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City of Edmonton debating whether it needs new police helicopter

Nov. 3, 2014, Edmonton - Edmonton police should receive $7.2 million next year to buy a new twin-engine helicopter, the city’s capital budget recommends.


November 3, 2014
By The Edmonton Journal

The chopper would cost almost five times more than the single-engine
aircraft it’s intended to replace, Air-1, which was bought in 2002 for
$1.7 million raised through a public lottery.

That machine, one of
Edmonton’s two police helicopters, was only expected to last for about
nine years, according to the 2015-18 capital budget documents.

“If
the (helicopter) program was curtailed or cancelled, an aerial
advantage would be lost that could not be replicated by more officers on
the ground,” says the budget, calling this an essential core service.

“The
ability to respond quickly, see in the dark and relay timely
information can only be delivered with the speed and technology that a
police helicopter delivers.”

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The remaining single-engine
helicopter should be replaced in 2019 with another twin-engine model,
which requires less downtime for maintenance, the documents say.

But
Coun. Scott McKeen, a member of the police commission, said Sunday he’d
like more focus on community policing and less on this type of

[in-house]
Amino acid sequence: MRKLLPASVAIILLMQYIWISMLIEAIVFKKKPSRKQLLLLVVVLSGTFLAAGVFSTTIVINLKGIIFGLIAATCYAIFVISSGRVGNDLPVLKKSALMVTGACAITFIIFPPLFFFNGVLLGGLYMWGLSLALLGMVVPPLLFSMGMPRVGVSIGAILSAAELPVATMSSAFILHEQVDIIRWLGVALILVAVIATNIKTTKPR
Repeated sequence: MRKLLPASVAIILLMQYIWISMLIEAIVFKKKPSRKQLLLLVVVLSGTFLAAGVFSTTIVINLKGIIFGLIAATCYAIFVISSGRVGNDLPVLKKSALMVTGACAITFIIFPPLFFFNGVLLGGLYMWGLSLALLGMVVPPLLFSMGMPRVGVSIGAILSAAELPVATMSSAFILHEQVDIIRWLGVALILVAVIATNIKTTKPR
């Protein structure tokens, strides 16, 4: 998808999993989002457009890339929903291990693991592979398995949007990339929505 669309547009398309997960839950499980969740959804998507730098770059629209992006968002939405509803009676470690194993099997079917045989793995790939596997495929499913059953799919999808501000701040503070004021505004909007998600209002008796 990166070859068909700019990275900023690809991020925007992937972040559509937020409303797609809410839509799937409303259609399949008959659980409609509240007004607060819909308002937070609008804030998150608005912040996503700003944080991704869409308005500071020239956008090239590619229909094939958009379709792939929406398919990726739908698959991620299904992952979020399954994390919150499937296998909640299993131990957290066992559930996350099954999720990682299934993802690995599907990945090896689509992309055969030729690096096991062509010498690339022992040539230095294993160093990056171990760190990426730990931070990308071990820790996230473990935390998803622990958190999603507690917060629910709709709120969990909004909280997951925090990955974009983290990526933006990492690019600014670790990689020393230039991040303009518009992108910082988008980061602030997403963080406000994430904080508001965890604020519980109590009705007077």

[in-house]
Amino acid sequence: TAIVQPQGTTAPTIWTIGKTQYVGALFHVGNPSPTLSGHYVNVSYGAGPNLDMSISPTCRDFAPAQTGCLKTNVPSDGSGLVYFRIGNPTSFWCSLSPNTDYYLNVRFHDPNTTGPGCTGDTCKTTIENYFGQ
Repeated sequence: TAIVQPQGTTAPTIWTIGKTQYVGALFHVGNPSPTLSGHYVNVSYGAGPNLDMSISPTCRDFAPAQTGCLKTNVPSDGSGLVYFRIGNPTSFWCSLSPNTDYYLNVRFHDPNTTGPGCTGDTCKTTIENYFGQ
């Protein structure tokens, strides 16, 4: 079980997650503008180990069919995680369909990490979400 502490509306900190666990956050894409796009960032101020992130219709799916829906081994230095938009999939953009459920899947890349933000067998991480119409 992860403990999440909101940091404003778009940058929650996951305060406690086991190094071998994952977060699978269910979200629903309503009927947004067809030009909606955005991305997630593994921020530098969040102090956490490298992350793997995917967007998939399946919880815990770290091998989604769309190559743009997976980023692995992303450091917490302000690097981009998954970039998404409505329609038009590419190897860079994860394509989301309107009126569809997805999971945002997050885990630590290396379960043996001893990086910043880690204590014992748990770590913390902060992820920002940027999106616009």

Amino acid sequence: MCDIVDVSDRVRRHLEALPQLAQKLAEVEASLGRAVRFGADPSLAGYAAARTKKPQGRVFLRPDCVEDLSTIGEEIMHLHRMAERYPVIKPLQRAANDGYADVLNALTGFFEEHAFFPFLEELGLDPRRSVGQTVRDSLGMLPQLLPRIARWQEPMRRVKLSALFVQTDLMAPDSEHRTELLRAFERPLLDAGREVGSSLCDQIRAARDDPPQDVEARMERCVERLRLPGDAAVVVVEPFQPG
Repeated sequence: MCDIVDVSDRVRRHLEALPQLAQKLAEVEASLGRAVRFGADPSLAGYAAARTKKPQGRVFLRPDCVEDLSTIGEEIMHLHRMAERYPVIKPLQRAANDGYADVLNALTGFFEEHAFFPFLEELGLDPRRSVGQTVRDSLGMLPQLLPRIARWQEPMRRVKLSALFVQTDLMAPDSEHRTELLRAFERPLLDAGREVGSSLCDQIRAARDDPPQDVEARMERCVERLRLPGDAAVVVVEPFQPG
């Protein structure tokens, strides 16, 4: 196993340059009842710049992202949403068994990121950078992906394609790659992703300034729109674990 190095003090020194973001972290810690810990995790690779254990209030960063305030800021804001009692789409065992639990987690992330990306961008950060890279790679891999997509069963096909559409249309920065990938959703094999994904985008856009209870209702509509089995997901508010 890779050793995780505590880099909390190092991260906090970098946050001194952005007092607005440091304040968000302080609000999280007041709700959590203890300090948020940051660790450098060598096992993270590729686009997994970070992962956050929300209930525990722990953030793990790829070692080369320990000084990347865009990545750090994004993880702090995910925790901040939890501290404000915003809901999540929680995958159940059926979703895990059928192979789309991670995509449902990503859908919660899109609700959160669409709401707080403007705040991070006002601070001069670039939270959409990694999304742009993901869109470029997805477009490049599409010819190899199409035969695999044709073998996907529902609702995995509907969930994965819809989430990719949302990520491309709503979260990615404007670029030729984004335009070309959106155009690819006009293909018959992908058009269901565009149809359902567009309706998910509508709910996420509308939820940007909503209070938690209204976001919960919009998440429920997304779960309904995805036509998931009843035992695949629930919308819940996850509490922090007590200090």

high-tech equipment.

“I think there is a bit of a policing-industrial complex,” he said.

“I
have so much regard for what our front-line officers do and how
difficult their job is, but I’m not convinced that increasingly
expensive and advanced armour and surveillance and weaponry is the
answer.”

The current fleet, based in Villeneuve Airport since the
City Centre Airport closed last year, annually costs about $1.9 million
to operate and flies a total of 1,900 hours.

Their main use is
managing police pursuits, but they also monitor suspicious activity and
help at disasters, fires and searches for missing people.

This boosts public and officer safety, and reduces lawsuits from accidents, the budget documents say.

However,
McKeen said the new machines will be noisier and many people don’t like
constant surveillance from “Big Brother in the sky.”

There might
be better ways to provide the same service, such as leasing helicopters
when they’re really needed or staffing more two-officer cars, he said.

“The
public has to be very vigilant, not about individuals, but about an
organization that out of reflex wants the best hardware to do its job,”
he said.

“I’m much more interested in human engagement.”

City
council will have its first discussion Tuesday about the $6-billion
capital budget, which guides spending on construction and major
equipment.


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